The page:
General Price Level Accounting
General Price Level Accounting (GPLA) is a system of accounting in which financial statements are adjusted according to changes in the purchasing power of the currency. This method of accounting, also known as inflation accounting, aims to provide more accurate financial information by considering the impact of inflation on financial statements.
In traditional accounting, financial statements are prepared based on historical costs, meaning the price paid for an item when it was originally bought or produced, regardless of changes in its price due to inflation or deflation over time.
In contrast, GPLA adjusts these historical costs to reflect their current value. This adjustment is usually done by applying a general price index to the historical costs.
For example, if a company purchased a building for $100,000 ten years ago, and the inflation rate over this period was 20%, the adjusted cost of the building would be $120,000 under GPLA.
Using GPLA can provide a more accurate picture of a company’s financial status in an inflationary or deflationary environment. However, it can also make financial statements more complex and harder to understand for those who aren’t familiar with this method. It’s worth noting that GPLA is not widely used in practice, primarily due to these complexities and the fact that many accounting standards, such as the International Financial Reporting Standards (IFRS) and Generally Accepted Accounting Principles (GAAP), still rely on the historical cost principle.
Example of a General Price Level Accounting
Imagine a company, ABC Inc., bought a piece of machinery for $10,000 in 2015. In 2023, the company wants to prepare its financial statements.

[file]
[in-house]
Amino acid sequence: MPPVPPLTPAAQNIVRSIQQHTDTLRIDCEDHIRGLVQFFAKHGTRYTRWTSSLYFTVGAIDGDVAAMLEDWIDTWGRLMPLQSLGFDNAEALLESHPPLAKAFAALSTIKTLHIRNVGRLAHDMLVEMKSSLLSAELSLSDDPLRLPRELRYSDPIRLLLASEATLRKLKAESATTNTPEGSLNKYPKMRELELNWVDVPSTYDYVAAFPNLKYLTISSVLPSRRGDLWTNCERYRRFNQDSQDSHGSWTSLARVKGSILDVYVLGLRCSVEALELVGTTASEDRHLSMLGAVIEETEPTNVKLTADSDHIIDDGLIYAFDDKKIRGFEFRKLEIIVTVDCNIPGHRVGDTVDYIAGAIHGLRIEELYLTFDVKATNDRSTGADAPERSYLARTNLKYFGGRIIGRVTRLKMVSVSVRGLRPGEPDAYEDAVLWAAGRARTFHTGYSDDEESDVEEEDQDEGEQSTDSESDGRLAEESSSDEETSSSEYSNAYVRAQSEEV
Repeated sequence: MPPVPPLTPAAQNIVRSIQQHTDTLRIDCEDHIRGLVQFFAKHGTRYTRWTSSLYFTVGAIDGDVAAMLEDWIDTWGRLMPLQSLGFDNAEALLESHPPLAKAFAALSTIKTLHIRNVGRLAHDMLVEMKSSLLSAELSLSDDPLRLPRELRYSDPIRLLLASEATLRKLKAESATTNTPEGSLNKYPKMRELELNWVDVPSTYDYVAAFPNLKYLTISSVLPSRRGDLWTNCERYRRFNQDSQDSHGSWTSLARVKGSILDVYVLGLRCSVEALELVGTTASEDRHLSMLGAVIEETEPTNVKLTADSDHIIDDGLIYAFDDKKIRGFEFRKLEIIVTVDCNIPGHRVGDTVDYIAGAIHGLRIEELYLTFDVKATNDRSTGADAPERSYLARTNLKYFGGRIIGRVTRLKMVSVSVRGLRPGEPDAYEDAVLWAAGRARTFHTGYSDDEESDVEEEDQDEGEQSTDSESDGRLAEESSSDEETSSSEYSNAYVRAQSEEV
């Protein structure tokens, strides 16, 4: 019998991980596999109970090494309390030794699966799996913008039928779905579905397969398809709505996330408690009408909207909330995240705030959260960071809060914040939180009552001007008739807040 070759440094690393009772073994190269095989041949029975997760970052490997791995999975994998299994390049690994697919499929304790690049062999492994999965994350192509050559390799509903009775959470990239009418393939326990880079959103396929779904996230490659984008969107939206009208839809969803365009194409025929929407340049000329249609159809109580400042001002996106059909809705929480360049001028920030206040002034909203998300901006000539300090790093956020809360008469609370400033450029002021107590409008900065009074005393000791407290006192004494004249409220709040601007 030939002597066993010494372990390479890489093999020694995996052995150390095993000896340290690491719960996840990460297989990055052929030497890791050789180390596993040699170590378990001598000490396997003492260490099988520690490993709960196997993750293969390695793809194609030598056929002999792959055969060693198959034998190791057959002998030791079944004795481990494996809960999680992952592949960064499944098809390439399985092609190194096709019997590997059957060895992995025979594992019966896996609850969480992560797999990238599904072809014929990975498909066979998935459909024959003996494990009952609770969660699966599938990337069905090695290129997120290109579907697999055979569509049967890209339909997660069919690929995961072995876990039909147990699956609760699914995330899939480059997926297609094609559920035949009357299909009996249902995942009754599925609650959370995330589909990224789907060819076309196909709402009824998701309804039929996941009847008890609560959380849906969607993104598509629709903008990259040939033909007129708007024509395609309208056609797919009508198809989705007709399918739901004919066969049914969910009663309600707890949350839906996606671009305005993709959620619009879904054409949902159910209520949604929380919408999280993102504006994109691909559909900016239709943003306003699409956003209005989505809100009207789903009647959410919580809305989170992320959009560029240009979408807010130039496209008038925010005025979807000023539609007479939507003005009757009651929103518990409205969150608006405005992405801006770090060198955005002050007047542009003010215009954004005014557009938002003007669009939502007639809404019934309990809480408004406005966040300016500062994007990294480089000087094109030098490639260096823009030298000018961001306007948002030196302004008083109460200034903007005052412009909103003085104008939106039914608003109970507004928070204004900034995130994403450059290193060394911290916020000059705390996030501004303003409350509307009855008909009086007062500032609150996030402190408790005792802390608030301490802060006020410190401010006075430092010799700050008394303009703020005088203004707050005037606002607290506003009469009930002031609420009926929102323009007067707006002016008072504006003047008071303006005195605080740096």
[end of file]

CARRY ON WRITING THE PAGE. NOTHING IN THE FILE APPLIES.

If ABC Inc. were using traditional accounting methods, the machinery would still be recorded on the balance sheet at its historical cost of $10,000 (less any depreciation that might have been charged over the years).
Now, let’s say the rate of inflation over these eight years has been 3% per year. If ABC Inc. was using GPLA, the original cost of the machinery would be adjusted to reflect this inflation.
So, the adjustment would be:
$10,000 * (1 + 0.03) ^ 8 = $12,689.58
The machinery would be recorded in the 2023 financial statements at $12,689.58 (again, less any depreciation over the years).
By doing this, ABC Inc.’s balance sheet reflects a more realistic replacement cost for the machinery, taking into account the purchasing power of the dollar in 2023 as opposed to 2015. This can provide a more accurate picture of the company’s current financial position in real terms.
It’s important to note that while this example makes it seem straightforward, in practice, GPLA can be quite complex, as different items may need to be adjusted using different indexes and at different rates. Furthermore, GPLA is not commonly used under most established accounting frameworks like GAAP or IFRS.